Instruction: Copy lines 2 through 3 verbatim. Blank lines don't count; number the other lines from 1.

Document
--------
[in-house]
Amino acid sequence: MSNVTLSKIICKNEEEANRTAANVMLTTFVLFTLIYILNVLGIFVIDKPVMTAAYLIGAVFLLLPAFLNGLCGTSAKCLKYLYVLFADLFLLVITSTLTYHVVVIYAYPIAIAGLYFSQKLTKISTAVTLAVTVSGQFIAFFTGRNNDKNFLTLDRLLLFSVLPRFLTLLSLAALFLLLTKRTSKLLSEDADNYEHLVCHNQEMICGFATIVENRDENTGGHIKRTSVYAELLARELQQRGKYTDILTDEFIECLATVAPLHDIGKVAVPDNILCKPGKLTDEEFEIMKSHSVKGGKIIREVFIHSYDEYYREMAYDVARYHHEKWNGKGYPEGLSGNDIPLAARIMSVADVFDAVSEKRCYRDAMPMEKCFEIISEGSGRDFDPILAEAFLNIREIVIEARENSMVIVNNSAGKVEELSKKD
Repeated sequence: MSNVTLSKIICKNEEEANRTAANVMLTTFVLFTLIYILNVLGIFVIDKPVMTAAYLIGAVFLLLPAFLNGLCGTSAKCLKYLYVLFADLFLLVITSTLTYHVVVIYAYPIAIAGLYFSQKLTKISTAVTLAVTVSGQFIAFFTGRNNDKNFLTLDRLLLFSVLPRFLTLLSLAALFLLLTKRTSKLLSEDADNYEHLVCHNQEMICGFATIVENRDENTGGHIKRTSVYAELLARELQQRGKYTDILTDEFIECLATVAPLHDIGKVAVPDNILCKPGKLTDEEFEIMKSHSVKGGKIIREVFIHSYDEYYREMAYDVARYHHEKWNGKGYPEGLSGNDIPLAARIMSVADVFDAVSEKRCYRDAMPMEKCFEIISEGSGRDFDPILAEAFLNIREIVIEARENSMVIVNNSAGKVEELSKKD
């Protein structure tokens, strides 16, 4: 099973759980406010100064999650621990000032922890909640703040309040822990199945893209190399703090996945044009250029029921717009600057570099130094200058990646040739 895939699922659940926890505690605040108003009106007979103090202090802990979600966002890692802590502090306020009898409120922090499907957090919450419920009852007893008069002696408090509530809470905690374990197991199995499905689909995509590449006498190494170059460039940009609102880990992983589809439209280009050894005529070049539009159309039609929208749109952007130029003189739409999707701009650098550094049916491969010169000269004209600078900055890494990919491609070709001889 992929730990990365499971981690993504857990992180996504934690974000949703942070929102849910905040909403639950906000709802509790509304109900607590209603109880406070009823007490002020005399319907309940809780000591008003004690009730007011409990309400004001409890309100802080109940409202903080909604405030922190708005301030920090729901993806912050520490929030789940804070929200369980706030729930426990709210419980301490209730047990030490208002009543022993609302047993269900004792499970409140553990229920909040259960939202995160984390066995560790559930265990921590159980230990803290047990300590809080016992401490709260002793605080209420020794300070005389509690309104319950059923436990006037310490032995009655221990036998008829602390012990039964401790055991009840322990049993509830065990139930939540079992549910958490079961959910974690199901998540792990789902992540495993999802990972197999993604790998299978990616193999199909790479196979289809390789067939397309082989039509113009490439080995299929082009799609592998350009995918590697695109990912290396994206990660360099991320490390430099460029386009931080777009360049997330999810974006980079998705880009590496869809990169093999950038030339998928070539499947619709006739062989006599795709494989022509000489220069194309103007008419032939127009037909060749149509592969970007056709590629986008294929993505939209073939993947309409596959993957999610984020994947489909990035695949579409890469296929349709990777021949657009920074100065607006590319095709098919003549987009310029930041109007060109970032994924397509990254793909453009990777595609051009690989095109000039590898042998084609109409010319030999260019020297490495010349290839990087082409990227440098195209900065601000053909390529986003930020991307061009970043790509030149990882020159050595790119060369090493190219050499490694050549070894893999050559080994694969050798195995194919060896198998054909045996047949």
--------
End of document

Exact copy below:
Amino acid sequence: MSNVTLSKIICKNEEEANRTAANVMLTTFVLFTLIYILNVLGIFVIDKPVMTAAYLIGAVFLLLPAFLNGLCGTSAKCLKYLYVLFADLFLLVITSTLTYHVVVIYAYPIAIAGLYFSQKLTKISTAVTLAVTVSGQFIAFFTGRNNDKNFLTLDRLLLFSVLPRFLTLLSLAALFLLLTKRTSKLLSEDADNYEHLVCHNQEMICGFATIVENRDENTGGHIKRTSVYAELLARELQQRGKYTDILTDEFIECLATVAPLHDIGKVAVPDNILCKPGKLTDEEFEIMKSHSVKGGKIIREVFIHSYDEYYREMAYDVARYHHEKWNGKGYPEGLSGNDIPLAARIMSVADVFDAVSEKRCYRDAMPMEKCFEIISEGSGRDFDPILAEAFLNIREIVIEARENSMVIVNNSAGKVEELSKKD
Repeated sequence: MSNVTLSKIICKNEEEANRTAANVMLTTFVLFTLIYILNVLGIFVIDKPVMTAAYLIGAVFLLLPAFLNGLCGTSAKCLKYLYVLFADLFLLVITSTLTYHVVVIYAYPIAIAGLYFSQKLTKISTAVTLAVTVSGQFIAFFTGRNNDKNFLTLDRLLLFSVLPRFLTLLSLAALFLLLTKRTSKLLSEDADNYEHLVCHNQEMICGFATIVENRDENTGGHIKRTSVYAELLARELQQRGKYTDILTDEFIECLATVAPLHDIGKVAVPDNILCKPGKLTDEEFEIMKSHSVKGGKIIREVFIHSYDEYYREMAYDVARYHHEKWNGKGYPEGLSGNDIPLAARIMSVADVFDAVSEKRCYRDAMPMEKCFEIISEGSGRDFDPILAEAFLNIREIVIEARENSMVIVNNSAGKVEELSKKD